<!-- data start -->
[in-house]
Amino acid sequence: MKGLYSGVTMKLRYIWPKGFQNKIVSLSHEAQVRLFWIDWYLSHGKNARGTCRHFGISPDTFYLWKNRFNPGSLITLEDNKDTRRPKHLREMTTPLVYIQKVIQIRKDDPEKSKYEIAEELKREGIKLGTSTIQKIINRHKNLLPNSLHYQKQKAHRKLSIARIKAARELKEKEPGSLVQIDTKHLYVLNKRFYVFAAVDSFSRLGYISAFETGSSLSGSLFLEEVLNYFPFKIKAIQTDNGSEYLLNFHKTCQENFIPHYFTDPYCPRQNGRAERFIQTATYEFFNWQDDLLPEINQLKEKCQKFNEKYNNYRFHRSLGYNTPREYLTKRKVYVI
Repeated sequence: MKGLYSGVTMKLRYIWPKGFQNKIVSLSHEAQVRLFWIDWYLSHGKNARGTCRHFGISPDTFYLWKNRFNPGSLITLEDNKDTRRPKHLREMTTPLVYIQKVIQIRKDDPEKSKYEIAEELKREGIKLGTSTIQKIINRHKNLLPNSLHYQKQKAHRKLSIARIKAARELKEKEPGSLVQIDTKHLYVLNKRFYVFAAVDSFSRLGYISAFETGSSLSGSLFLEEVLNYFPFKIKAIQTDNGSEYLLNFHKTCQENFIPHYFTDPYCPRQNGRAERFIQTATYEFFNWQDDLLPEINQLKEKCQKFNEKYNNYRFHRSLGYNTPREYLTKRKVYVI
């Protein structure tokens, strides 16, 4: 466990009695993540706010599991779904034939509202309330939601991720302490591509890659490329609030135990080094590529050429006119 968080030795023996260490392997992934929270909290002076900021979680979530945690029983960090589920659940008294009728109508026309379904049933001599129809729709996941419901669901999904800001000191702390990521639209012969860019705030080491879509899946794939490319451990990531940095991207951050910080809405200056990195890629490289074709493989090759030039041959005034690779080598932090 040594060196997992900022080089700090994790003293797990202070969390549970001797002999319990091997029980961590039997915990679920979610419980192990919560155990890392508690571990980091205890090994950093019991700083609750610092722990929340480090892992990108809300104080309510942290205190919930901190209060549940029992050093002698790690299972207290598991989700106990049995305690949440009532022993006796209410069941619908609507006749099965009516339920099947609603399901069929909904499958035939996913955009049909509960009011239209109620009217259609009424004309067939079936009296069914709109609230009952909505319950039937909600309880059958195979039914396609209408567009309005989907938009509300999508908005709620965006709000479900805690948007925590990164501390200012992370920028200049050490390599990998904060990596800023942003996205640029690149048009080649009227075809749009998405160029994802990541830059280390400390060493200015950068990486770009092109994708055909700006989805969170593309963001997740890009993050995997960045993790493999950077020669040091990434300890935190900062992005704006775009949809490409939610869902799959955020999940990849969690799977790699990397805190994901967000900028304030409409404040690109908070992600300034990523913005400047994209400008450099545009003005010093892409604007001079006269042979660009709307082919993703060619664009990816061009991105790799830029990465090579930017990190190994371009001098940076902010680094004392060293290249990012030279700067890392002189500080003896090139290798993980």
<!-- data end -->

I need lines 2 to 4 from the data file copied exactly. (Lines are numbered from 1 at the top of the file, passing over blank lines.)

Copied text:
Amino acid sequence: MKGLYSGVTMKLRYIWPKGFQNKIVSLSHEAQVRLFWIDWYLSHGKNARGTCRHFGISPDTFYLWKNRFNPGSLITLEDNKDTRRPKHLREMTTPLVYIQKVIQIRKDDPEKSKYEIAEELKREGIKLGTSTIQKIINRHKNLLPNSLHYQKQKAHRKLSIARIKAARELKEKEPGSLVQIDTKHLYVLNKRFYVFAAVDSFSRLGYISAFETGSSLSGSLFLEEVLNYFPFKIKAIQTDNGSEYLLNFHKTCQENFIPHYFTDPYCPRQNGRAERFIQTATYEFFNWQDDLLPEINQLKEKCQKFNEKYNNYRFHRSLGYNTPREYLTKRKVYVI
Repeated sequence: MKGLYSGVTMKLRYIWPKGFQNKIVSLSHEAQVRLFWIDWYLSHGKNARGTCRHFGISPDTFYLWKNRFNPGSLITLEDNKDTRRPKHLREMTTPLVYIQKVIQIRKDDPEKSKYEIAEELKREGIKLGTSTIQKIINRHKNLLPNSLHYQKQKAHRKLSIARIKAARELKEKEPGSLVQIDTKHLYVLNKRFYVFAAVDSFSRLGYISAFETGSSLSGSLFLEEVLNYFPFKIKAIQTDNGSEYLLNFHKTCQENFIPHYFTDPYCPRQNGRAERFIQTATYEFFNWQDDLLPEINQLKEKCQKFNEKYNNYRFHRSLGYNTPREYLTKRKVYVI
């Protein structure tokens, strides 16, 4: 466990009695993540706010599991779904034939509202309330939601991720302490591509890659490329609030135990080094590529050429006119 968080030795023996260490392997992934929270909290002076900021979680979530945690029983960090589920659940008294009728109508026309379904049933001599129809729709996941419901669901999904800001000191702390990521639209012969860019705030080491879509899946794939490319451990990531940095991207951050910080809405200056990195890629490289074709493989090759030039041959005034690779080598932090 040594060196997992900022080089700090994790003293797990202070969390549970001797002999319990091997029980961590039997915990679920979610419980192990919560155990890392508690571990980091205890090994950093019991700083609750610092722990929340480090892992990108809300104080309510942290205190919930901190209060549940029992050093002698790690299972207290598991989700106990049995305690949440009532022993006796209410069941619908609507006749099965009516339920099947609603399901069929909904499958035939996913955009049909509960009011239209109620009217259609009424004309067939079936009296069914709109609230009952909505319950039937909600309880059958195979039914396609209408567009309005989907938009509300999508908005709620965006709000479900805690948007925590990164501390200012992370920028200049050490390599990998904060990596800023942003996205640029690149048009080649009227075809749009998405160029994802990541830059280390400390060493200015950068990486770009092109994708055909700006989805969170593309963001997740890009993050995997960045993790493999950077020669040091990434300890935190900062992005704006775009949809490409939610869902799959955020999940990849969690799977790699990397805190994901967000900028304030409409404040690109908070992600300034990523913005400047994209400008450099545009003005010093892409604007001079006269042979660009709307082919993703060619664009990816061009991105790799830029990465090579930017990190190994371009001098940076902010680094004392060293290249990012030279700067890392002189500080003896090139290798993980």